Post-Pandemic: What Is Normal?

Wednesday, 02 December 2020
By Chris Yapp

science-in-hd-9kSTF9PvETM-unsplash.jpg

2020 has been an extraordinary year by anyone’s standards. The global scientific collaboration and competition has brought vaccines to the scene in what even 5 years ago would have seemed like science fiction. Not only are the techniques deployed novel, but the levels of efficacy are remarkable compared to long standing diseases such as the winter flu.

Subject to the regulatory approval internationally, the roll out of vaccination programmes in 2021 should ensure that by the end of 2021, the scale of the COVID-19 pandemic should be diminishing in both its health and economic impacts.

I note a mix of views among commentators about views on a “return to normal” or a “ new normal”.

The current pandemic is the most serious global health event since the Spanish Flu of 1918.

If we are to invest to secure economic stability and repair then it is important to look at the underlying assumptions about what this pandemic tells us about what to prepare for.

Importantly, the National Risk Register has for a number of years pointed to a pandemic as the most consequential risk to the UK. Yet we were weakly prepared for the outbreak.

Indeed, internationally, similar warnings have been noted for a number of years. The EU’s Early warning system for pandemics EWRS was established following earlier concerns over SARS, H1N1 and Ebola. It is noticeable that many of the countries that have done well in dealing with COVID-19 were impacted severely by SARS, in particular.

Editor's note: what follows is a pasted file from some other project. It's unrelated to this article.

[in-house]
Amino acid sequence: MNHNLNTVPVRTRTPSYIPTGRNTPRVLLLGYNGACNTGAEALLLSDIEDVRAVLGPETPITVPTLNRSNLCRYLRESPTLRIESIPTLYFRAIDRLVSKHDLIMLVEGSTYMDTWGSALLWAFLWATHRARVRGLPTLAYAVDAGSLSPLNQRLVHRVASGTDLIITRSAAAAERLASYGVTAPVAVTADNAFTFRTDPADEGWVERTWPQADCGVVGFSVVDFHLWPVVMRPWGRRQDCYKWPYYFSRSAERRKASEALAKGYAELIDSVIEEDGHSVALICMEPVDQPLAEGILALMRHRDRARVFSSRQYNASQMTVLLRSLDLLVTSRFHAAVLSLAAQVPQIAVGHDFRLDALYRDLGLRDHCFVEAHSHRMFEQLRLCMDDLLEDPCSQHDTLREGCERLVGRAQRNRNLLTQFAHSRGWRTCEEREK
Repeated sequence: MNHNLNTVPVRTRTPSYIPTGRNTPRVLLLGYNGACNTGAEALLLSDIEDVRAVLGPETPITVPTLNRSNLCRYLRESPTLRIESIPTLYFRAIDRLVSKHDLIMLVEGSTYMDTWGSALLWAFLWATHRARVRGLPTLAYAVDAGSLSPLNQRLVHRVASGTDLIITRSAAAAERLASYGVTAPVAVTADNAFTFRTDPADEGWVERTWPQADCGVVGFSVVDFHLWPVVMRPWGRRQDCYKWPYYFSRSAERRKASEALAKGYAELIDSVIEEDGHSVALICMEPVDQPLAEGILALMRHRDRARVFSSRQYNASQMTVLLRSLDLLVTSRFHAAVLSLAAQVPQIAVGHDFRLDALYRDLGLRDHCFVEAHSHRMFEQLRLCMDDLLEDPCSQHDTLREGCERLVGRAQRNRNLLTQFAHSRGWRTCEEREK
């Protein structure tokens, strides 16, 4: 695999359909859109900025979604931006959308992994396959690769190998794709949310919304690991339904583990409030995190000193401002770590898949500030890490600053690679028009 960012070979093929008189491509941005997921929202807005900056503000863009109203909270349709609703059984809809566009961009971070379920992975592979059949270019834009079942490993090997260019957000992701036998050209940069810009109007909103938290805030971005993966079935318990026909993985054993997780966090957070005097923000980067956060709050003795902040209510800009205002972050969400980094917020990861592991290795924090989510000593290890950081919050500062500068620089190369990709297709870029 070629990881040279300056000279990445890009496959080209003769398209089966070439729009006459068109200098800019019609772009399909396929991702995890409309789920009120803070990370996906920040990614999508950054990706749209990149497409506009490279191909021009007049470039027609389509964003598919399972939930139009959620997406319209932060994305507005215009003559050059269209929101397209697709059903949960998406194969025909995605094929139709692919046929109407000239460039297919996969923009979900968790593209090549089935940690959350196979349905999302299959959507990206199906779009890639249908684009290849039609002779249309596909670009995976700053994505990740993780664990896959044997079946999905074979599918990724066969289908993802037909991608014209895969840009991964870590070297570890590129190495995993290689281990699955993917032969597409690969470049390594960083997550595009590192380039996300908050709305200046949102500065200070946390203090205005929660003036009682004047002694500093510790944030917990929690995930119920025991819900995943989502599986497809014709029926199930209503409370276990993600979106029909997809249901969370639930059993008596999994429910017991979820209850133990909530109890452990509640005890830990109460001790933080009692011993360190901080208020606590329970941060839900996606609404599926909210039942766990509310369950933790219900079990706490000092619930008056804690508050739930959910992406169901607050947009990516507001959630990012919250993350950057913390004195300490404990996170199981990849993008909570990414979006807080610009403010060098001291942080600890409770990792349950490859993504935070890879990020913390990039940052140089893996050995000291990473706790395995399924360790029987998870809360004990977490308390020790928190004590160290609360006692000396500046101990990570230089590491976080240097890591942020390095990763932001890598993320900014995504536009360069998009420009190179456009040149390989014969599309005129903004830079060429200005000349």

In the UK, Exercise Cygnus in 2016 predicted the problems that the NHS could face with a pandemic yet we proved ill -prepared.

So, for me, in attempting to see what “normal” means requires some big assumptions for any desirable outcomes we might seek. On the one hand we might argue that this is a 1 in 100 year event. Yet, a look at the risk registers in the UK and elsewhere shows that this was very far from an unforeseen event. The film Contagion, in 2011 describes a pandemic and its consequences in a detailed and now convincing way. That the WHO collaborated on this film indicates that this should have been better understood by governments and industry. This has been no “Black Swan” event.

clay-banks-U0-r0JMypE0-unsplash.jpg

Now SARS was only 15 years ago. Instead of a 1 in 100 year event, should we now plan for, say, a normal of 1 in every 10 years? The reason that Pandemics have been seen by Governments as a rising threat for nearly 20 years is that some of the conditions of the modern economy were likely to lead to increase in the frequency of novel diseases. Climate Change, Globalisation of supply chains and travel, for business and tourism were seen as likely to increase the speed at which a global pandemic would spread. The Black Death, histories most understood pandemic took 7 years to cause its devastation, far worse than the 1918 pandemic.